We faced the four o’clock, bumper-to-bumper traffic on the highway, but it didn’t seem to matter. Her words echoed in my mind the whole way home, “…a distraction from my time with Jesus…”  They have lingered with me since that visit. I need to be intentional about my own distractions from Jesus.

There were many take-aways and life lessons from our visit with Trish that I will lean into and learn from. For many of us, they are a gentle reminder of what we already know, but need to hear again.

*       Take time to listen to the stories of someone who is from an older generation. The chapters of their life are like reading a history book and a novel all at once.

*       There is much to learn from someone who has traveled the road of life before us.

*       Ask questions, the answers are often humorous, insightful, and may give you another perspective on things.

*       You receive more than you could ever give, though you may think your visit is for them…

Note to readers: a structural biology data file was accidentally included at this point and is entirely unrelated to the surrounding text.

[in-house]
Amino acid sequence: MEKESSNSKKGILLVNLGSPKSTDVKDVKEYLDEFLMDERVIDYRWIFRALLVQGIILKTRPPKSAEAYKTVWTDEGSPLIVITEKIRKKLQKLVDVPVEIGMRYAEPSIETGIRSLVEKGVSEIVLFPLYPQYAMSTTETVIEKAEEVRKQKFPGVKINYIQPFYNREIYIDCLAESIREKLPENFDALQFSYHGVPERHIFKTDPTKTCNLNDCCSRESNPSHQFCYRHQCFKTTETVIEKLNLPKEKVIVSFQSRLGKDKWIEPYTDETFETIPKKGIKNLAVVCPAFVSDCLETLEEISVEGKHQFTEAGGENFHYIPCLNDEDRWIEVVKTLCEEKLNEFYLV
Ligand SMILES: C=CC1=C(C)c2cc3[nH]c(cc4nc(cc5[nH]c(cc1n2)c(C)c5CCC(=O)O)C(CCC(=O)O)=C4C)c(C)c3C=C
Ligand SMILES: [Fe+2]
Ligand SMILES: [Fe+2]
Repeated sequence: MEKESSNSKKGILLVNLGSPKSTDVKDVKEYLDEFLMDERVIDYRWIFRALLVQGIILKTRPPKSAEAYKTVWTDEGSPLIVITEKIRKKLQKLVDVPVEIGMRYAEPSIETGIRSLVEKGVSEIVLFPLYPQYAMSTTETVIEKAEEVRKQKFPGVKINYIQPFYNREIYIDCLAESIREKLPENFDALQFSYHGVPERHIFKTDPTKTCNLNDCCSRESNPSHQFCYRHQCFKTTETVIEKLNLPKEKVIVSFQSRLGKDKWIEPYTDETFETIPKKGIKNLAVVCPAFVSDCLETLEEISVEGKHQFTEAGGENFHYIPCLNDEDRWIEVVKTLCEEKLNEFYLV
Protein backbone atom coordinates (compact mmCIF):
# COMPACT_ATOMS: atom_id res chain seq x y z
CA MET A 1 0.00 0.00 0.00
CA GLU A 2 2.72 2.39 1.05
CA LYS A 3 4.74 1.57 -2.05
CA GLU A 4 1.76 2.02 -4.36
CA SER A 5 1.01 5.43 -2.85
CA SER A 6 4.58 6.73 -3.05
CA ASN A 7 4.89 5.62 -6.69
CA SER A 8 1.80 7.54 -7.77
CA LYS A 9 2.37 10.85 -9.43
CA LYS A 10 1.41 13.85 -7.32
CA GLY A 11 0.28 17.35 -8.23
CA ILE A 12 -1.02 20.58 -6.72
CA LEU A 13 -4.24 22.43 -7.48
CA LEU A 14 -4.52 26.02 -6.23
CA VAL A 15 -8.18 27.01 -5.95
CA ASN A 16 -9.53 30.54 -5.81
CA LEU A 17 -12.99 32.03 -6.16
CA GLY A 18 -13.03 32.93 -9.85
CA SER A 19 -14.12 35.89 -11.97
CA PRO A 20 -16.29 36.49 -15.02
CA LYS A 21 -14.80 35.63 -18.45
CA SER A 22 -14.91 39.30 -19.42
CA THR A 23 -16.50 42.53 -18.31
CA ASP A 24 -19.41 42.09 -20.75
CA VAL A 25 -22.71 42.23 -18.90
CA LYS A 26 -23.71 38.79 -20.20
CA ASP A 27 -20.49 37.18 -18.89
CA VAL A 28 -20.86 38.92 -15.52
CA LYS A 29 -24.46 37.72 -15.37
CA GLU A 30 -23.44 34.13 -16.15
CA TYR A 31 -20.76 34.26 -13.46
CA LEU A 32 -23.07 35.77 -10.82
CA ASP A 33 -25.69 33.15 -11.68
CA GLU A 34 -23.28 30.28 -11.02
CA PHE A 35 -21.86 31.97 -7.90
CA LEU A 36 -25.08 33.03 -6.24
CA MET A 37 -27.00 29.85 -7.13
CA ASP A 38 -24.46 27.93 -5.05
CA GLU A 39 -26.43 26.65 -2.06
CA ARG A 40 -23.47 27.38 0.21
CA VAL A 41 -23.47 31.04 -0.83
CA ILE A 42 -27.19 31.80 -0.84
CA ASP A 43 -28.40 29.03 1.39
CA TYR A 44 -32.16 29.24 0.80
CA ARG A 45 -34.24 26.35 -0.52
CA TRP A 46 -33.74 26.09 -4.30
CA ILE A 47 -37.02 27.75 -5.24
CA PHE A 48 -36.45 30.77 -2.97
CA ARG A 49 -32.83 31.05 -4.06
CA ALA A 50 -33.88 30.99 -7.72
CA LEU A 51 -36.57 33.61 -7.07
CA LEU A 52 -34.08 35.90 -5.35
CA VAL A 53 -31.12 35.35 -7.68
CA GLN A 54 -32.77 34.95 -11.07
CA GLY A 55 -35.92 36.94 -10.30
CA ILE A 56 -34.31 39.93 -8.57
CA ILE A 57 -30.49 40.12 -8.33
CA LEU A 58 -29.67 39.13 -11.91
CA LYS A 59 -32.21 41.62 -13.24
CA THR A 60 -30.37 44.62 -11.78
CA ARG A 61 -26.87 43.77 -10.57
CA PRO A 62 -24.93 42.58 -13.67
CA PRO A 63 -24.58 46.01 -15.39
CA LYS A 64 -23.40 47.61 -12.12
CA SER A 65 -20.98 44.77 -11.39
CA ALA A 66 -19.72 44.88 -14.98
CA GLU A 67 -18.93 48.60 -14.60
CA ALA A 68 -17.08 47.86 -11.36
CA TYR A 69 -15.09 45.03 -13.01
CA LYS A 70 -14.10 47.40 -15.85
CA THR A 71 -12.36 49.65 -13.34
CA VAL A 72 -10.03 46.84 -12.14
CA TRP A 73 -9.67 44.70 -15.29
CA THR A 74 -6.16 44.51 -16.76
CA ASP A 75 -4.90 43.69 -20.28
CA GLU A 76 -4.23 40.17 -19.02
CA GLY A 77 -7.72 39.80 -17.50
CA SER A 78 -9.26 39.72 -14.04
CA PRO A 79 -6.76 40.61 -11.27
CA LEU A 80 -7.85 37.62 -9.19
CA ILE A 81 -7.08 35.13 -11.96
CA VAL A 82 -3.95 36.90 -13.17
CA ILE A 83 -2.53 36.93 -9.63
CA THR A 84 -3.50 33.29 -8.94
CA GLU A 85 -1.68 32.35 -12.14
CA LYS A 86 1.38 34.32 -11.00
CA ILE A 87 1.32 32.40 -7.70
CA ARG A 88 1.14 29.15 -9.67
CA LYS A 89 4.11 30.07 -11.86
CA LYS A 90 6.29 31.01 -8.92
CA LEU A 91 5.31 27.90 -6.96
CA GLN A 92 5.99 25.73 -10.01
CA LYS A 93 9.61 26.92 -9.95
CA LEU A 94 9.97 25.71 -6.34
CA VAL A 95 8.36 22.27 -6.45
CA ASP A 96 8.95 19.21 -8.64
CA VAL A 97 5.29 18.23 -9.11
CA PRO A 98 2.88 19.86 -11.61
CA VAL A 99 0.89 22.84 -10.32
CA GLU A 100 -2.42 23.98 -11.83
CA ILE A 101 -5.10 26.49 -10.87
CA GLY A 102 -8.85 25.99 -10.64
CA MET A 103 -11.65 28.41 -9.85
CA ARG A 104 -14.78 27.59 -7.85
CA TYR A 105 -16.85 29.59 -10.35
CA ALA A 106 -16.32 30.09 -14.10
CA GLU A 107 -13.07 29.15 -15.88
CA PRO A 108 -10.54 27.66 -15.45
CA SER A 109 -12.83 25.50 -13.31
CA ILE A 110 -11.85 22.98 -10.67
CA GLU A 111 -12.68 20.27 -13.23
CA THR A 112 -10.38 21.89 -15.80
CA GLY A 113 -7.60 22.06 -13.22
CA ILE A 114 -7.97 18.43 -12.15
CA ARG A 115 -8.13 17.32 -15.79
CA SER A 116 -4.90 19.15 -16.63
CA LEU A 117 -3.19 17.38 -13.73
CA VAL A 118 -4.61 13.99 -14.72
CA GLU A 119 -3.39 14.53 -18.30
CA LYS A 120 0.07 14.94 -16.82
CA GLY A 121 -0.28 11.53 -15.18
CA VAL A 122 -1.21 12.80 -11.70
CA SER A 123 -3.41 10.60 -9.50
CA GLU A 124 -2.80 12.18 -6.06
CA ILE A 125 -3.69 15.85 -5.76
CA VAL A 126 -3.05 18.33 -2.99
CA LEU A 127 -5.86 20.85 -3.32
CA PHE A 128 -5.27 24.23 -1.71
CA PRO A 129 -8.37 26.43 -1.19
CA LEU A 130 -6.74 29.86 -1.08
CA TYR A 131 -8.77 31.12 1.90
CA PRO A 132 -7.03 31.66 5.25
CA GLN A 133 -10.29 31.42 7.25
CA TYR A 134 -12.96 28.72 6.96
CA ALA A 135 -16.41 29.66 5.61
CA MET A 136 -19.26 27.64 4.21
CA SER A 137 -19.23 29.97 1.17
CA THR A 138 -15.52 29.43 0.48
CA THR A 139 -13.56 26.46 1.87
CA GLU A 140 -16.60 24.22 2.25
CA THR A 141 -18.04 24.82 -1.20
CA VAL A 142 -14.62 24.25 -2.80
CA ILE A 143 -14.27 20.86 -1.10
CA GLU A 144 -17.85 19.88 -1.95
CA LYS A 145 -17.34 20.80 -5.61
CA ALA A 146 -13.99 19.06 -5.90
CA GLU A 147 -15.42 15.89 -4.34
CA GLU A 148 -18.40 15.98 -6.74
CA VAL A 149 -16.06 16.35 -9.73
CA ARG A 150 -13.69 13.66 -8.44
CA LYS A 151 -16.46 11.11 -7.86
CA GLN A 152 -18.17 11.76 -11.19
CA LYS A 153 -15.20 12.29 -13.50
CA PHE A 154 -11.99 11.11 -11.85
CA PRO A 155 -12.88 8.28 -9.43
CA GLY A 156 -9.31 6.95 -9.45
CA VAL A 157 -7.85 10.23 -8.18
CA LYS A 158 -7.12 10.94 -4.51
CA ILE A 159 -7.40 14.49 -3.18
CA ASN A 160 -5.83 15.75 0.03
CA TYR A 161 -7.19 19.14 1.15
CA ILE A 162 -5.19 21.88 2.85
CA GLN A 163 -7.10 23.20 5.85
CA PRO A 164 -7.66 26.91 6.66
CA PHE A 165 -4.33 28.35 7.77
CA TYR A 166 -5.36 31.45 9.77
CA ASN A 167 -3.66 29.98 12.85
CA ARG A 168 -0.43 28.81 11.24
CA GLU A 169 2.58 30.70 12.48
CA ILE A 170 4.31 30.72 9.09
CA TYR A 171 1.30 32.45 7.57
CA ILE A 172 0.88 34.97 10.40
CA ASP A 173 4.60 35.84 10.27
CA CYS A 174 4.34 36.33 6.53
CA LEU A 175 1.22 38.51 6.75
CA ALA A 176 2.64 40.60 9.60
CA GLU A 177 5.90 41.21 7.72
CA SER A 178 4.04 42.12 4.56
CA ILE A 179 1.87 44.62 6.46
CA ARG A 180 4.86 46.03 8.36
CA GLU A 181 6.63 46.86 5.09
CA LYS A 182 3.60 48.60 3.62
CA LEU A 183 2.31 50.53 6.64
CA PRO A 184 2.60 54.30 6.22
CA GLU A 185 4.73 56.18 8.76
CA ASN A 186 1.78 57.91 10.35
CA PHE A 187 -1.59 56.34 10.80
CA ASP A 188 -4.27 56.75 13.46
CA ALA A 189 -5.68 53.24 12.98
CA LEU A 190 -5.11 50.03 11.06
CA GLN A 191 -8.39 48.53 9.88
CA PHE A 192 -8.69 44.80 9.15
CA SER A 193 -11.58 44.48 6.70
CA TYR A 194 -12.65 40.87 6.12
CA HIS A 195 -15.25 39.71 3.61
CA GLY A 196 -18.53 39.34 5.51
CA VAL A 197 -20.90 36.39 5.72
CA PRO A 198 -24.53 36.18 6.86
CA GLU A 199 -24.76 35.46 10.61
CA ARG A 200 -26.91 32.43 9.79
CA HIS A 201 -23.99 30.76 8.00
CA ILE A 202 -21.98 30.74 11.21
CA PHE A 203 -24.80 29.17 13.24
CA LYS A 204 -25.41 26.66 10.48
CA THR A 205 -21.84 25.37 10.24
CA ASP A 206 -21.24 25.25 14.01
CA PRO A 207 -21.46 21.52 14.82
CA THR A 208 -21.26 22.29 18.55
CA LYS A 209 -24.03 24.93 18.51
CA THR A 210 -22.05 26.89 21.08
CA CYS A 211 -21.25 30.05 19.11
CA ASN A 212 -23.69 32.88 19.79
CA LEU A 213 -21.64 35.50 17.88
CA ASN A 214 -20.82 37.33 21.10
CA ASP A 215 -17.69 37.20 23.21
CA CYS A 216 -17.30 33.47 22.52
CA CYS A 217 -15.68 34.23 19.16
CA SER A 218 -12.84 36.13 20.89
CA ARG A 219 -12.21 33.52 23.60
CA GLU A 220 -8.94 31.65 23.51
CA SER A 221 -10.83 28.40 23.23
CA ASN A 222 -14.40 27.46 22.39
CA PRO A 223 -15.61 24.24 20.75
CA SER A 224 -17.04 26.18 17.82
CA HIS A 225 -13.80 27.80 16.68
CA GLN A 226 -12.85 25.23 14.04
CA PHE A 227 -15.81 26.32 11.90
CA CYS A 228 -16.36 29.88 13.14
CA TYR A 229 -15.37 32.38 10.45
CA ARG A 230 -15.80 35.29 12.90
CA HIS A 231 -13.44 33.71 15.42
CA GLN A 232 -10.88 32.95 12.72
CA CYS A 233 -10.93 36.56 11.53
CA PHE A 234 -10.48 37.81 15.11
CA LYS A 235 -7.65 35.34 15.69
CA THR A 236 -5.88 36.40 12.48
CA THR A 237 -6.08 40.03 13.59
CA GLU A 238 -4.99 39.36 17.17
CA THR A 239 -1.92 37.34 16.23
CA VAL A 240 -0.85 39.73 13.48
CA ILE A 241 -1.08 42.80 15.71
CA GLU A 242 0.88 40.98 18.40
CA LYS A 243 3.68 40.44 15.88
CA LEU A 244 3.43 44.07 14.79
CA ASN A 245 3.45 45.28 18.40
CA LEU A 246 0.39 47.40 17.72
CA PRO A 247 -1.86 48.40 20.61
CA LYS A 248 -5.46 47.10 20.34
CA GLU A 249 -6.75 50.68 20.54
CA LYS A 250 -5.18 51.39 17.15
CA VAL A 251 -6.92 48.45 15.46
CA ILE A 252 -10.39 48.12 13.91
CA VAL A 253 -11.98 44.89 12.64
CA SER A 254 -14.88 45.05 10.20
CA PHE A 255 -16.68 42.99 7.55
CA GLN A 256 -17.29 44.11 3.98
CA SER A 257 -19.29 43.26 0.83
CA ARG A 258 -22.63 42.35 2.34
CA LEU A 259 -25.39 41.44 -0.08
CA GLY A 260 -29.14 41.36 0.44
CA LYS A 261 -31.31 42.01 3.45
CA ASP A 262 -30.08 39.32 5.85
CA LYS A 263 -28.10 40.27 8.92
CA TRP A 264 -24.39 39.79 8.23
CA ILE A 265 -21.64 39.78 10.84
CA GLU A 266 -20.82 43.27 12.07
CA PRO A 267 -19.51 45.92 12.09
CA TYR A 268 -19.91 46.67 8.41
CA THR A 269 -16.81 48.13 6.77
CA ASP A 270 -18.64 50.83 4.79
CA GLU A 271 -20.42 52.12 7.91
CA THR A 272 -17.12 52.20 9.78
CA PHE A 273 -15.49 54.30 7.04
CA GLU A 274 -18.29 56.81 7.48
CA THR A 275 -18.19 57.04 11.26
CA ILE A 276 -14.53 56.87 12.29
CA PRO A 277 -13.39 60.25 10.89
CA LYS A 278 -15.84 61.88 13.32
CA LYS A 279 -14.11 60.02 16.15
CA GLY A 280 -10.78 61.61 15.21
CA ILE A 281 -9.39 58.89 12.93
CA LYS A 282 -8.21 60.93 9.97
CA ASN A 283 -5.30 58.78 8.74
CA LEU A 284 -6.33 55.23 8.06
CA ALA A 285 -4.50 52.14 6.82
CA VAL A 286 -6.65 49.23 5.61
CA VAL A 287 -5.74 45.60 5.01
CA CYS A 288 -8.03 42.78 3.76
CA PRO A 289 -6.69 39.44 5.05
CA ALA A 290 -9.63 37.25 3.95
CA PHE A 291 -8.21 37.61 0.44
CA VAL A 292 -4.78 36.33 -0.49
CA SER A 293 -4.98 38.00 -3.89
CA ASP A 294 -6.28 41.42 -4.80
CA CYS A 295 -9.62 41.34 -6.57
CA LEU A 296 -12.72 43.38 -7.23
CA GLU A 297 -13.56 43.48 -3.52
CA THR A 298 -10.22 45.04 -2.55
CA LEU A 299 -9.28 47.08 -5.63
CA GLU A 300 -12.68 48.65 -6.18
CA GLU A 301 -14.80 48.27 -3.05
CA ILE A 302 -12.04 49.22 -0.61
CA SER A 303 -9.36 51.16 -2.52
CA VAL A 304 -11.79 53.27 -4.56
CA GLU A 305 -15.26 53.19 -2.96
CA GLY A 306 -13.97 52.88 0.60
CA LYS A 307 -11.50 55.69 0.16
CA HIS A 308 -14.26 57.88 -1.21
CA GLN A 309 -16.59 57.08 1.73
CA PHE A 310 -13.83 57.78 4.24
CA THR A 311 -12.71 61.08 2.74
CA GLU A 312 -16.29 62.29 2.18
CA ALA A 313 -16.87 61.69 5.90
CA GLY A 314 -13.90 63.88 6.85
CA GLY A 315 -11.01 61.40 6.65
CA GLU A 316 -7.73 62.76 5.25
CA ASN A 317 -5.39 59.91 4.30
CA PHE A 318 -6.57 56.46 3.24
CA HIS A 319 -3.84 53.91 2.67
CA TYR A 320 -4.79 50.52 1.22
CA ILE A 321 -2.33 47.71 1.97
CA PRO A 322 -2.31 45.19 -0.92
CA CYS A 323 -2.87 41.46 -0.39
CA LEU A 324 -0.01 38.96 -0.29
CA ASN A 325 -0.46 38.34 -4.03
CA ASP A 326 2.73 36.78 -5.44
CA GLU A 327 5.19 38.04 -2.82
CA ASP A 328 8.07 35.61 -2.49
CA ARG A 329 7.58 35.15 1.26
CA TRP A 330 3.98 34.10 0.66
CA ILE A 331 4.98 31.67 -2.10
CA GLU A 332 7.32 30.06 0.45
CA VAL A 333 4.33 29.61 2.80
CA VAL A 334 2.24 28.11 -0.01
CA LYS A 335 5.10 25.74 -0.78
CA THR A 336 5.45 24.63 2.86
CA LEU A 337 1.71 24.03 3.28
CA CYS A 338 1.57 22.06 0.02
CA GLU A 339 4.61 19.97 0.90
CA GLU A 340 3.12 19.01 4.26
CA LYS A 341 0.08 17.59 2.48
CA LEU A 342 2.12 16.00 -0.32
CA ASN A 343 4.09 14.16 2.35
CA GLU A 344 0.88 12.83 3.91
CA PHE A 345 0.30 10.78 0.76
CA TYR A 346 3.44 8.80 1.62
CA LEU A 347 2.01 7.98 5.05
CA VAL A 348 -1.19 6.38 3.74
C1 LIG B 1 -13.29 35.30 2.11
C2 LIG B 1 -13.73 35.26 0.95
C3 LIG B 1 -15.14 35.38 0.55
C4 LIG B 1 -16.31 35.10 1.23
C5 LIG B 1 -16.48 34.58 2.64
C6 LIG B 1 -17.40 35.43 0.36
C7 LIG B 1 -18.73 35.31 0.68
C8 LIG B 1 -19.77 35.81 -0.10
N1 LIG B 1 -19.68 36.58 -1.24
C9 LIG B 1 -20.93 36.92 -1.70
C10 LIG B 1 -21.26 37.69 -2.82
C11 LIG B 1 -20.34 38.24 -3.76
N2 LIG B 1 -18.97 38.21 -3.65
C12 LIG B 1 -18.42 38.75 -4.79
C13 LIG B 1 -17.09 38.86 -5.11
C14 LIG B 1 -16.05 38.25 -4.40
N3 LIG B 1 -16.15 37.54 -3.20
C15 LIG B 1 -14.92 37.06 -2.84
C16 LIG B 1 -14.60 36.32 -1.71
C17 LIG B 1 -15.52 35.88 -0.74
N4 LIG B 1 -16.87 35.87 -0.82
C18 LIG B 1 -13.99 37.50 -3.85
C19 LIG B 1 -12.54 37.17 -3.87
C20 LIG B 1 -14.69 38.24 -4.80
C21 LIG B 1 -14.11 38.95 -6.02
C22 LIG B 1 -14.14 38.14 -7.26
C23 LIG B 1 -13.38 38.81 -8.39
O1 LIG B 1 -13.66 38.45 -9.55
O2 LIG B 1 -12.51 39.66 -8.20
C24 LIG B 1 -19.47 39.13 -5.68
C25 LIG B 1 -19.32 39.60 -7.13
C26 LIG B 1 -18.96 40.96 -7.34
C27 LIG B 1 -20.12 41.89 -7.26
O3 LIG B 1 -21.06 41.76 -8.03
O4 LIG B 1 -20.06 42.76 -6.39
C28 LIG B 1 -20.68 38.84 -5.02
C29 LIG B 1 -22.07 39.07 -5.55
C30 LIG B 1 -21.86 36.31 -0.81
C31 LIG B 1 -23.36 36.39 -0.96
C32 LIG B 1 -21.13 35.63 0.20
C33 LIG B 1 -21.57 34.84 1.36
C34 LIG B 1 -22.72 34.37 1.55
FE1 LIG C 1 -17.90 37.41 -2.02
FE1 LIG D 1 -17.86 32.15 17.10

*       Life is precious. Make every day count.

*       Time is your greatest gift to someone.

*       Don’t put off the overdue visit.

*       Too much stuff, too busy, and too much TV can be a distraction from Jesus.

*       Less is more.

*       Jesus is all you need.

From My Heart to Yours,

 

susan millerSusan Miller

A few of my favorite things and the memories they hold

Welcome to the tea partyIt was pure joy to host a “Tea Party” recently for a dear friend and her guests. The food was prepared by a lovely English friend (thank goodness for that!), so I could focus on what I love best―getting the table ready with all the details and little things I love to do. I plan ahead, make a list, and do all the preparation ahead of time. Then I can focus on the people, not the preparation, when the party starts.

Let me stop right here to say that usually I am more casual than formal when I have a party. The most important thing is for everyone to feel special, welcomed, and loved―whether I use paper plates or china, red solo cups or crystal, plastic utensils or sterling silver, paper or linen napkins.